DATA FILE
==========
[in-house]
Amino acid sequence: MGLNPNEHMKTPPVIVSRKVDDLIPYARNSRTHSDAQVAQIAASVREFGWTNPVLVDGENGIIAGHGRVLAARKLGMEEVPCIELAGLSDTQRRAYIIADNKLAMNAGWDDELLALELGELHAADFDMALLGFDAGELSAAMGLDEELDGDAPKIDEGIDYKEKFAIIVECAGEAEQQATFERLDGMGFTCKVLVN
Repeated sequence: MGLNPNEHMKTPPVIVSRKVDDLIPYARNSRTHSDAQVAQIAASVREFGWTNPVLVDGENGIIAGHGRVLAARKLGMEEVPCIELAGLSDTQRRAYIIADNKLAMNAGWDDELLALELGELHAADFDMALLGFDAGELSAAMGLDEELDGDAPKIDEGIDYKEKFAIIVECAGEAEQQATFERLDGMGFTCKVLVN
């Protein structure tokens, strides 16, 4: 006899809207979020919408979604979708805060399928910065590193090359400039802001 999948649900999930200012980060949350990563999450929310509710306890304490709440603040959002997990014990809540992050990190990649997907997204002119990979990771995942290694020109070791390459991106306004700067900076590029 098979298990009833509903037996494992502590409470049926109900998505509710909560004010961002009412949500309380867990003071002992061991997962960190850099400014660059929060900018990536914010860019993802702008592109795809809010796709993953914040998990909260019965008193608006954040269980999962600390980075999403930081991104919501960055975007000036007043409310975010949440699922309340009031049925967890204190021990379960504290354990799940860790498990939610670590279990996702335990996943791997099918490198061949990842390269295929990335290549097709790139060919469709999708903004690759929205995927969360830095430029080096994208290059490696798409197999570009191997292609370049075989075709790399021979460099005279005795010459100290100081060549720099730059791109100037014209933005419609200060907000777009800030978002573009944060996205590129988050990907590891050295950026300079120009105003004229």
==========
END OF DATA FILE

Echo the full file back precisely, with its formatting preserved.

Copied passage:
[in-house]
Amino acid sequence: MGLNPNEHMKTPPVIVSRKVDDLIPYARNSRTHSDAQVAQIAASVREFGWTNPVLVDGENGIIAGHGRVLAARKLGMEEVPCIELAGLSDTQRRAYIIADNKLAMNAGWDDELLALELGELHAADFDMALLGFDAGELSAAMGLDEELDGDAPKIDEGIDYKEKFAIIVECAGEAEQQATFERLDGMGFTCKVLVN
Repeated sequence: MGLNPNEHMKTPPVIVSRKVDDLIPYARNSRTHSDAQVAQIAASVREFGWTNPVLVDGENGIIAGHGRVLAARKLGMEEVPCIELAGLSDTQRRAYIIADNKLAMNAGWDDELLALELGELHAADFDMALLGFDAGELSAAMGLDEELDGDAPKIDEGIDYKEKFAIIVECAGEAEQQATFERLDGMGFTCKVLVN
């Protein structure tokens, strides 16, 4: 006899809207979020919408979604979708805060399928910065590193090359400039802001 999948649900999930200012980060949350990563999450929310509710306890304490709440603040959002997990014990809540992050990190990649997907997204002119990979990771995942290694020109070791390459991106306004700067900076590029 098979298990009833509903037996494992502590409470049926109900998505509710909560004010961002009412949500309380867990003071002992061991997962960190850099400014660059929060900018990536914010860019993802702008592109795809809010796709993953914040998990909260019965008193608006954040269980999962600390980075999403930081991104919501960055975007000036007043409310975010949440699922309340009031049925967890204190021990379960504290354990799940860790498990939610670590279990996702335990996943791997099918490198061949990842390269295929990335290549097709790139060919469709999708903004690759929205995927969360830095430029080096994208290059490696798409197999570009191997292609370049075989075709790399021979460099005279005795010459100290100081060549720099730059791109100037014209933005419609200060907000777009800030978002573009944060996205590129988050990907590891050295950026300079120009105003004229």